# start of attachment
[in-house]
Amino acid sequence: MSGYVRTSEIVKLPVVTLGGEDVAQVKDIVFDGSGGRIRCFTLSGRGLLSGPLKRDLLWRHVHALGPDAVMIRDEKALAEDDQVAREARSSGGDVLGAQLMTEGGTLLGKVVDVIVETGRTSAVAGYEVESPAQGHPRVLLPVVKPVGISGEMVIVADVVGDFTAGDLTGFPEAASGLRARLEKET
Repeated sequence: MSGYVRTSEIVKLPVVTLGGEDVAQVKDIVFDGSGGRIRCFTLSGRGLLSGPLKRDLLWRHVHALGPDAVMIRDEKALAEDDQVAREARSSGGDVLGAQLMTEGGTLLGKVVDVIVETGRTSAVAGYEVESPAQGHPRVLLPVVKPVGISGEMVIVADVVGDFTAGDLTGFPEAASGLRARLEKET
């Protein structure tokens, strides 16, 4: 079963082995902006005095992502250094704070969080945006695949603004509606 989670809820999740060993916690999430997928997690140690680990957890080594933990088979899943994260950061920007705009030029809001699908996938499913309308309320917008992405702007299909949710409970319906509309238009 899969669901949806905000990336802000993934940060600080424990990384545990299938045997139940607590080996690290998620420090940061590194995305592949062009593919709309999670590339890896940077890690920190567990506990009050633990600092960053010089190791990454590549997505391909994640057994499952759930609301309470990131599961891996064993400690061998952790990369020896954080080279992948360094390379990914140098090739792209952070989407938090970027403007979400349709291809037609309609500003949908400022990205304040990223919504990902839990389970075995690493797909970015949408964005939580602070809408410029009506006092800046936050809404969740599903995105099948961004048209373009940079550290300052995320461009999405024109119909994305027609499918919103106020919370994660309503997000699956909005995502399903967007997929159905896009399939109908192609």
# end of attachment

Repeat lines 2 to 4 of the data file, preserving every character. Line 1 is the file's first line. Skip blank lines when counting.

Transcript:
Amino acid sequence: MSGYVRTSEIVKLPVVTLGGEDVAQVKDIVFDGSGGRIRCFTLSGRGLLSGPLKRDLLWRHVHALGPDAVMIRDEKALAEDDQVAREARSSGGDVLGAQLMTEGGTLLGKVVDVIVETGRTSAVAGYEVESPAQGHPRVLLPVVKPVGISGEMVIVADVVGDFTAGDLTGFPEAASGLRARLEKET
Repeated sequence: MSGYVRTSEIVKLPVVTLGGEDVAQVKDIVFDGSGGRIRCFTLSGRGLLSGPLKRDLLWRHVHALGPDAVMIRDEKALAEDDQVAREARSSGGDVLGAQLMTEGGTLLGKVVDVIVETGRTSAVAGYEVESPAQGHPRVLLPVVKPVGISGEMVIVADVVGDFTAGDLTGFPEAASGLRARLEKET
């Protein structure tokens, strides 16, 4: 079963082995902006005095992502250094704070969080945006695949603004509606 989670809820999740060993916690999430997928997690140690680990957890080594933990088979899943994260950061920007705009030029809001699908996938499913309308309320917008992405702007299909949710409970319906509309238009 899969669901949806905000990336802000993934940060600080424990990384545990299938045997139940607590080996690290998620420090940061590194995305592949062009593919709309999670590339890896940077890690920190567990506990009050633990600092960053010089190791990454590549997505391909994640057994499952759930609301309470990131599961891996064993400690061998952790990369020896954080080279992948360094390379990914140098090739792209952070989407938090970027403007979400349709291809037609309609500003949908400022990205304040990223919504990902839990389970075995690493797909970015949408964005939580602070809408410029009506006092800046936050809404969740599903995105099948961004048209373009940079550290300052995320461009999405024109119909994305027609499918919103106020919370994660309503997000699956909005995502399903967007997929159905896009399939109908192609």